I had a bizarre experience in Doha.
I walked into a room and walked out an hour later charmed utterly by … Sir Alex Ferguson.
That's right. A renowned grump before a packed audience told stories with such vivid detail and gave opinions with such unapologetic candour that I wound up feeling fond of Manchester United's imperious-bully-with-all-the-trophies.
I could not staunch the welling feeling for the sweet old coot. I might require minor surgery to remove it.
And being unforeseeable, it fit snugly with one whiplash week in the world's largest game.
In shocking news, Fifa released a report on Wednesday claiming its technical advisers had concluded the summer heat in Qatar might prove adverse for a colossal sporting event such as the World Cup.
That means the Qatar 2022 bid might need to counter. Start by saying of the (competing) United States, "Have you ever been to the hells known as Orlando or Dallas in June?" Mimic the American football Super Bowl of January 1992 in frigid Minneapolis, which shrewdly poked fun at itself. Note that by 2022, the world in general might have grown hotter, so this could be a chance to rehearse future life on Earth. Possible slogan: Toughen Up: Hone Your Climate-Change Coping Skills In A Climate Long Since Changed.
On Wednesday night, traffic jams snarled Doha as the Brazilians and Argentines nobody knew resided in Qatar plus other fans plus enthused Qataris came to see the titans oppose each other, and at least several Qataris purchased and/or donned Brazil or Argentina flags.
That, you do not see every day.
On Thursday, Fifa came out against bribery and corruption, and that you also do not see every day, and it really makes you wonder what they are thinking in Switzerland with such draconian plans to shortchange fans of bribery and corruption.
Bribery and corruption in sport have lent verve to many a tedious day upon a tedious planet, and if by some long-odds chance Fifa manages to quash them, where will people turn for subterfuge and fakery? Wall Street? So depressing.
By Friday, the English Premier League managed to add still another nationality to its remarkable array of ownerships. With India on board at Blackburn Rovers, England boasts owners from Abu Dhabi, Russia, India, Hong Kong, Egypt, Iceland (if you count West Ham United even though nobody knows who really owns West Ham) and the United States (four, or five if you count the Arsenal hotchpotch).
That would be half of the 20, even with Portsmouth relegated last spring after nobody could figure out who really owned Portsmouth, either.
Gaze behind one ocean or the other at the ever-more-distant US, which just welcomed its second ever non-North American owner in all four of its major sports. The 2.03m-tall Russian nickel magnate Mikhail Prokhorov bought the NBA's New Jersey Nets and made a mild splash with his pleasant frankness and his revelation that he owns a massive yacht but did not know its whereabouts and, besides, it makes him seasick.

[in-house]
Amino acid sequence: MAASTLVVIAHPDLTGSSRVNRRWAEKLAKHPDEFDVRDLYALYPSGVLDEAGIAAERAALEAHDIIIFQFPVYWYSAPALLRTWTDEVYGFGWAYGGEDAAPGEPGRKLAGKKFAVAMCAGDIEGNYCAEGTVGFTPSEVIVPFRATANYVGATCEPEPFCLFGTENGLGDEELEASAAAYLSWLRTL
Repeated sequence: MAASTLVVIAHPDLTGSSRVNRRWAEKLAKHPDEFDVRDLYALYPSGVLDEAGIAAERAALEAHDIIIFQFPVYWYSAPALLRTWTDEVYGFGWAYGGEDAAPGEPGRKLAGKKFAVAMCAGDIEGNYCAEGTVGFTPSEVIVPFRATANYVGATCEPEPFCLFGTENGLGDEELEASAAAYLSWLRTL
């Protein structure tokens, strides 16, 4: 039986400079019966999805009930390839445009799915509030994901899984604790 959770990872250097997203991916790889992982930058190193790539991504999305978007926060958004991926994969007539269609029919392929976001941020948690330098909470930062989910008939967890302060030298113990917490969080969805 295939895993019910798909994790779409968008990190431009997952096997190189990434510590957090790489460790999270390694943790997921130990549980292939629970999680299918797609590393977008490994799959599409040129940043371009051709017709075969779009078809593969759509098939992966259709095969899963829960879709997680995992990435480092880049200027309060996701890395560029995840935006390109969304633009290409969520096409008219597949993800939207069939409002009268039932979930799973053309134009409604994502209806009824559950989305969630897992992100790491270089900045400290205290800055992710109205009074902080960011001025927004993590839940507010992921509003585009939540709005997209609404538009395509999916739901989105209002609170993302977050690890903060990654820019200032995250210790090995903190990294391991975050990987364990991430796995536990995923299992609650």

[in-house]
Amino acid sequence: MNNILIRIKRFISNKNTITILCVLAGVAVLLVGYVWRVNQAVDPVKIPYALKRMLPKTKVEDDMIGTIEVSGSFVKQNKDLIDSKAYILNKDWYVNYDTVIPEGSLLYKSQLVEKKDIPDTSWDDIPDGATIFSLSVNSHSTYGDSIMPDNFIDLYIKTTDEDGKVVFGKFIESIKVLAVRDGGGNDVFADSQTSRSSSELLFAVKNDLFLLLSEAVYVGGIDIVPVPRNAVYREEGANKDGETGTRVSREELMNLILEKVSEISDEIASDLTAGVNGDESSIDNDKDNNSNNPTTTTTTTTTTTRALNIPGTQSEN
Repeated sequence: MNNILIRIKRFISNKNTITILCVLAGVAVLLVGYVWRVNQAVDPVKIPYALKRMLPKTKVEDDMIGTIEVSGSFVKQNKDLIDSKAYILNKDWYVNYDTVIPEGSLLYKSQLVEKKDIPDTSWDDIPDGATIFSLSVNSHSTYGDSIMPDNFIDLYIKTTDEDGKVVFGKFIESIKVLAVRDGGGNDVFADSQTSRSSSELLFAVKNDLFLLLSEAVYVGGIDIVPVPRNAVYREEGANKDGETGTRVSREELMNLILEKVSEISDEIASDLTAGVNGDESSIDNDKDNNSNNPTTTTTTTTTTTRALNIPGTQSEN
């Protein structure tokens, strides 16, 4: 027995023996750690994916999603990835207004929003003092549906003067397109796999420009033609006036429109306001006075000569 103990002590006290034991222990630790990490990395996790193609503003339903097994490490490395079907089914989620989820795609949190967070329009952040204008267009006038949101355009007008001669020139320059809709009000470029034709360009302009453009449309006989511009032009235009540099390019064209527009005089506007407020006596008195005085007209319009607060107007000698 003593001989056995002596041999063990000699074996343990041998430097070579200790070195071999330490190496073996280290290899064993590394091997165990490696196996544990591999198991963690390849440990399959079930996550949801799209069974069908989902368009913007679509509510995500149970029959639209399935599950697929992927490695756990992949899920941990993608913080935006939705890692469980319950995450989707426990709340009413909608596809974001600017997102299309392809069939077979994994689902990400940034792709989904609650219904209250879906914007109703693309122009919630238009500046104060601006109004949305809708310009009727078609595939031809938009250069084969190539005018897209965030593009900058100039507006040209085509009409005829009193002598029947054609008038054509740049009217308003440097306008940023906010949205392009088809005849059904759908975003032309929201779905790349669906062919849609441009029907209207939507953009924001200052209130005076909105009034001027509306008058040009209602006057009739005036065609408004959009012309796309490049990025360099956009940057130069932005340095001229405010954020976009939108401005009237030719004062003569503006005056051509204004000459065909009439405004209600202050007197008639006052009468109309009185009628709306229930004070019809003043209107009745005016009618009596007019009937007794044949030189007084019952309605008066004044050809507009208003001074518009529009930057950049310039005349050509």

While it's always good to have around a guy who owns a massive yacht but does not know where it is, the US lags far behind England in the centre-of-the-known-universe derby.
Yet even with all of that, Ferguson's appearance still resonated because it went beyond answering questions about news events and giving an honest effort for people eager to swarm him as if he were Leonardo DiCaprio and practice the weird, weird human ritual of having one's photograph taken alongside a celebrity. No, it reinforced two curious realities about sport.
One: Candour is so rare that it comes as bracingly refreshing when heard. Two: If you are a fan who wishes to keep a strict regimen of loving this side and loathing that, best to keep some distance. Access to the sports figures makes one realise their humanity and wreaks confusion, which is part of why reporters tend to cease fandom.
Ferguson, refreshingly old and accomplished enough to say what he pleases sans repercussions, practised candour about Wayne Rooney (crummy agent), England's plans for a football academy (first good idea in 35 years), his own tantrums (helpful if for "the right reasons"), modern players (fragile), modern players who say they came from working-class backgrounds ("Their grandfathers did."), even Manchester United's debt (suffers no interference now, but acknowledged a coming moment of truth when he will have to buy experience upon departures of the old guard).
And as he waxed on about East Stirling and Aberdeen, about Sir Bobby Robson and union stalwart Jimmy Reid, he resembled a gruff-but-favourite uncle back from adventures to tell us well-told stories. Why, it could almost thaw a cold, snide heart.